Quarantine Diaries — Interlude 3.5, A Day in the Life

“Chaos Central,” our cottage at the “do not stop” sign (few actually come to a complete stop, so getting out of the driveway is always an adventure). We can barely see 100 meters up the street, either…

Yesterday, Sunday (yes, it was, the calendar said so, and there was no mail delivery).


The rain stopped, so after lunch, we went for a long walk, angling up through the neighborhood and into the woods, down to Goldsborough Creek, explore an old trail downstream that disappeared into the brush near a washout from the 2007 floods that changed the creek path. Continued on, climbing up to the viewpoint off the upper end of Turner (our street), then down Eaglewood to the power lines, follow the trail downhill to a cross trail, south to a faint trail back up to one of the trails we hike often, then down through the woods to Euclid, 10th, and through the community garden to 8th and home. People on the trails, kids playing in the streets. It’s becoming harder to isolate.

Judy opened a can of tuna (she’s vegetarian because I cook), and I put the last of our personal-size frozen pizzas in the toaster oven. Calculated our calorie gain from our 7-km hike, added some of the last of our frozen bagels tot the menu.

Started upgrading strata, my old laptop, to Ubuntu Linux 20.04, just released a few days ago. It ill take all night and into the morning. Over its lifetime, it’s been 11.10, 12.04, 14.04, and 18.04 versions, the latter on a new disk drive after I dropped it last fall. Last week, I had to take it apart and blow lint clumps out of the fan and heat exchanger. The screen has a few permanent burn-in images from being left on 24×7 for 9 years, and the fan rattles yet, but it still works.

Settling in for Sunday night TV watching, Judy hands me her laminating machine, jammed when she tried to laminate some dried flowers. I take it apart, removing the motor and one end cap to remove the guides so I can get a grip on the wad of plastic and flowers jammed in the rollers. It goes back together OK, but seems to be missing a spring on one end of the guides. I don’t find it.

In the morning, I mix up a batch of bread and put the bowl in the microwave (not turned on) to raise. Finishing the operating system upgrade involves answering questions about configurations, and the machine goes to work for another hour or two, while I unload the dishwasher and make breakfast and coffee. I didn’t see oat milk on the on-line order list at Costco, so I get out stick blender and a strainer and made my own from our oatmeal stash.  It’s thick, like cream, and pretty good, but a lot of work, and a cup of thick paste left over, which Judy baked into this week’s batch of chocolate-chip walnut cookies.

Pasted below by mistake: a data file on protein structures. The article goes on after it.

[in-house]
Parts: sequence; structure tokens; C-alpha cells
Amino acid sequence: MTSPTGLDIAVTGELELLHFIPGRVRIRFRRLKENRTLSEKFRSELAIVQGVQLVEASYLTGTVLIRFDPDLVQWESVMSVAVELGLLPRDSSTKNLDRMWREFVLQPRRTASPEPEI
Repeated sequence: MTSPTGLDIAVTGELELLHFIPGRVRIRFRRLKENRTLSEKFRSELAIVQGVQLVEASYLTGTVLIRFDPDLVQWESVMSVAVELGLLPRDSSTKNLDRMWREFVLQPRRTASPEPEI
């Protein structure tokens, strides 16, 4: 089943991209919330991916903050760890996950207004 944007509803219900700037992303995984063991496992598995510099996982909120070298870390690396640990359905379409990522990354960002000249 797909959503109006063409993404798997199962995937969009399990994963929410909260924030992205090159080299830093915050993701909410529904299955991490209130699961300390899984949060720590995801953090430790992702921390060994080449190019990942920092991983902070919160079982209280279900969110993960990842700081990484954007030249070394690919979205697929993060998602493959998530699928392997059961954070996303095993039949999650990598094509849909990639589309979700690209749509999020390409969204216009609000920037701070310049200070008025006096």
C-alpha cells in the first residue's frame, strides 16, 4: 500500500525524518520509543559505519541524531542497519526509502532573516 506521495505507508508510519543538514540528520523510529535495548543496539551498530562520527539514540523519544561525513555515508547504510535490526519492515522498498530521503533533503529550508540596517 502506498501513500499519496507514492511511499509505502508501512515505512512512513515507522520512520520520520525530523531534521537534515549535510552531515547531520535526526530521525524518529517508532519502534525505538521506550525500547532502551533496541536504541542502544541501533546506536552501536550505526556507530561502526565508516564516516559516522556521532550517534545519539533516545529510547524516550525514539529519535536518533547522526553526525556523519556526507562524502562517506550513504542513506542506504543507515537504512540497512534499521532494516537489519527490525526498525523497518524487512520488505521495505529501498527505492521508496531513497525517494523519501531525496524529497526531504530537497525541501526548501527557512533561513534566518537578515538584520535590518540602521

The dish drainer, a designer unit that looked nice, but has nooks and crannies that grow things, needs cleaned. I disassemble it, which needs a screwdriver, and clean it, using an old toothbrush for the hard-to-get-at crevices. The knife and flatware tray goes into the dishwasher.

Yet another bread, half whole wheat, half white this time, my standard dutch oven loaf. We eat a lot more bread since we’ve started baking our own.

Meanwhile, the computer has finished upgrading, reboots, and here we are, up and running. The timer goes off: time to prep the bread for second rise and preheat the oven and baking dish. The wet streets from overnight rain have started to dry, time to think about showering and dressing for the day so we can decide what to do after the bread comes out of the oven, in another hour and a half, when it will be lunchtime. We have a grocery shipment coming today, via UPS, which will arrive on our porch late this afternoon, and are making a list for the local grocery for tomorrow’s masked early morning outing.

The bread, lunch, taking out the compost, garbage, and checking the mail (must be late) take up the middle of the day, all done at once, everything timed.  , The surveillance video shows the mail came over lunch, so another trip to the mailbox to collect it.  looking over emails, and checking on the package delivery takes up another hour.  The package status says “Delivered.” The groceries are on the porch!

This week’s staples order from Costco. Not a lot in this huge box, padded with air pouches. We have two more orders in the pipeline, plus an order of wheat and lentils from the produce market.

Unpack and put away the groceries, some stored on shelves, others poured into storage containers, and then it’s time to start planning dinner.  We bought an eggplant at the produce market, so it gets cubed and spread on a baking sheet.  Rice goes in the pot, and the new package I bought last week gets opened and goes in the canister.  Cans of garbanzos, tomatoes, and coconut milk come out.  The latter two are the last in the pantry, so the Tuesday grocery list gets filled in, and more, after a quick check of the refrigerator status.

Eggplant coconut garbanzo curry and rice, ready to go in the refrigerator for “take out” later this week.

The nearest Indian restaurants are in Lacey, 50 km away: it’s good to make these things at home.  A huge mound of ground spices go in the wok, along with onions and ginger, then the roasted eggplant and garlic and the contents of the cans.  Everything comes out on time, divided into plates and storage containers:  this afternoon’s cooking will feed us two more times this week.  We miss having bicycle tourists stop by: kept us from eating leftovers.  But, the lockdown, social distancing, and border closings have killed bicycle tourism for the season.

Supper done, bring up YouTube, watch a news video, a short documentary, and several bicycling videos, and we’re well into another evening, having spend the day “taking care of business” around the house, venturing no farther than between the compost pile in the back yard and the mailbox.